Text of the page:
S/PDIF bit scope

Discussion in 'Microphones (live or studio)' started by clintrubber, Dec 1, 2003.

  1. clintrubber

    clintrubber Guest


    Having posted this before at the TechTalk-dept I figured this would be a better place.

    What would be an easy way to determine if
    an S/PDIF (or AES/EBU) signal is 16, 20
    or 24 bits ?

    Any kind of solution would be welcome,
    for instance in the form of a few CMOS
    chips and a few LEDs, or as a check
    in a .wav-editor of the recorded signal
    or who knows there's even a dedicated
    VST-plugin out there.

    There's an article here:
    but it uses a scope. No problem, but something
    more compact would be nice.


  2. mjones4th

    mjones4th Active Member

    Aug 15, 2003
    That's a good question Peter.

    I don't know of any dedicated tools to do the function. I assume you already tried to find tech specs on the SPDIF device?

  3. clintrubber

    clintrubber Guest

    Thanks for the reaction.

    Yep, the info on the S/PDIF format is available on various places. It's just that it could be convenient to know what a certain device is sending - so how many relevant (active) bits are there. The standard allows for up to 24, but if a wrong assumption is made (receiving/recording it as a 16-bit word for instance while it's in fact 20 wide), the wordlength would end up being truncated.


  4. mjones4th

    mjones4th Active Member

    Aug 15, 2003
    True indeed.

    Try this:

    Play a file at full volume through the spdif device in question. Something limited to hell so the signal level is pretty high and relatively constant (or maybe a sine wave at full volume). Record into a SPDIF device at 24 bits.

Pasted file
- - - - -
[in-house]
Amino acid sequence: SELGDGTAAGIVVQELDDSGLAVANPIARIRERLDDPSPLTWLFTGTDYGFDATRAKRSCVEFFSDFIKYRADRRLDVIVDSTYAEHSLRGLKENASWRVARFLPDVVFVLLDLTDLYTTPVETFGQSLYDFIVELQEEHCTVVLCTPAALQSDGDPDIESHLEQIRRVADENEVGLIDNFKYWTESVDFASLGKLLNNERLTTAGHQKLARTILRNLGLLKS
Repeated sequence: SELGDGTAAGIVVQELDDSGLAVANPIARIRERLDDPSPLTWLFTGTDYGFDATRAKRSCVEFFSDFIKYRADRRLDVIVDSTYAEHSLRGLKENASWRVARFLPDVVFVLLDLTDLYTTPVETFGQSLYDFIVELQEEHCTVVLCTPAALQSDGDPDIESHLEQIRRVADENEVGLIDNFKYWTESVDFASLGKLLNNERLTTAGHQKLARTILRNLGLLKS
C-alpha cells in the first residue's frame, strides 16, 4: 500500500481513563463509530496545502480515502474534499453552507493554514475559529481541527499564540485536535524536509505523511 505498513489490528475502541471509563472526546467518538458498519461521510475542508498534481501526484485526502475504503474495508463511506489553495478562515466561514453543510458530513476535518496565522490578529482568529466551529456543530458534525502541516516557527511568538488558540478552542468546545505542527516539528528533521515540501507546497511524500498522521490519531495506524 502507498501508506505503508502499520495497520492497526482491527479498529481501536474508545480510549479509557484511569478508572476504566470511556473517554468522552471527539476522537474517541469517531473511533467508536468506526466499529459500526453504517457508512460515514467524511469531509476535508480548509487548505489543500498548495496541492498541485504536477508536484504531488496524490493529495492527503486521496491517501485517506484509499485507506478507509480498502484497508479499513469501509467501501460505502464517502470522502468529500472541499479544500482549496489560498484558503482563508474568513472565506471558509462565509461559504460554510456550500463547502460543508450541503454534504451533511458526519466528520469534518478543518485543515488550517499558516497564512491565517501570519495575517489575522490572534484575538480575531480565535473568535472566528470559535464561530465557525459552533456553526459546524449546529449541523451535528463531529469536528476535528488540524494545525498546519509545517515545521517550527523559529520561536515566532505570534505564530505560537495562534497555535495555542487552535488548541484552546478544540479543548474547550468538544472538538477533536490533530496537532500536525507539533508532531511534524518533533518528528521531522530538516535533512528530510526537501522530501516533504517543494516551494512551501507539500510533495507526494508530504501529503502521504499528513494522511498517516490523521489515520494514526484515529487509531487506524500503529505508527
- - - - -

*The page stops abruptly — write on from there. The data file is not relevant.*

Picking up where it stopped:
The result, if I'm not totally off-base here, should be a lower signal level for lower bit depths. Does this make sense, or am I totally in left field?

    or you could listen for the truncation artfacts.

    Both methods are extremely inexact, but its the best I could devise.

    What is the device you are uncertain about?

  5. clintrubber

    clintrubber Guest

    This all might (1) be all too much 'academic' or (2) really important and easily overlooked. I guess it's often clearly one of the two, but not always the same one ! :)

    Could say that

    I think it's the other way around. So the MSBs (most signif. bits) always reach 0 dB FullScale, but deep down there you have that sixteenth bit (LSB) working OK there - or you have a lonely soul that just saw his little brothers & sisters getting lost & trown away (the 17th-24th bit) !

    So it'll probably matter only for reverb tails etc, but still - could imagine some detail gets lost, even during louder passages.

    No device in particular I'm 'worried' about. it's just that I have stuff around that likely gives
    16, 18, 20 or 24-bit - so it be great to have a simple indication ! It won't always be obvious to hear (except in extreme cases) so better to see it easily than to find out afterwards.


  6. mjones4th

    mjones4th Active Member

    Aug 15, 2003
    Duh, you're right Peter, when going from a lower bitrate to a higher one, the msb bits would contain the signal. What was I thinking.

    Maybe try opening the recordings in a hex editor to look at the contents of the file?

    Sorry i can't help you any more than that

  7. clintrubber

    clintrubber Guest

    It's OK, there's always he possibility to amplify the signal by 16 times ~6.02 dB and see what's still unclipped. If so, then there were more bits than 16.

    Maybe I'll build me something based on the link above.

    Thanks for following this,

  8. mjones4th

    mjones4th Active Member

    Aug 15, 2003
    Glad I could (umm not) help Peter.

    sdevino might be able to help you though.
  9. clintrubber

    clintrubber Guest

    Hey please don't ! :)
    Your reactions appreciated !

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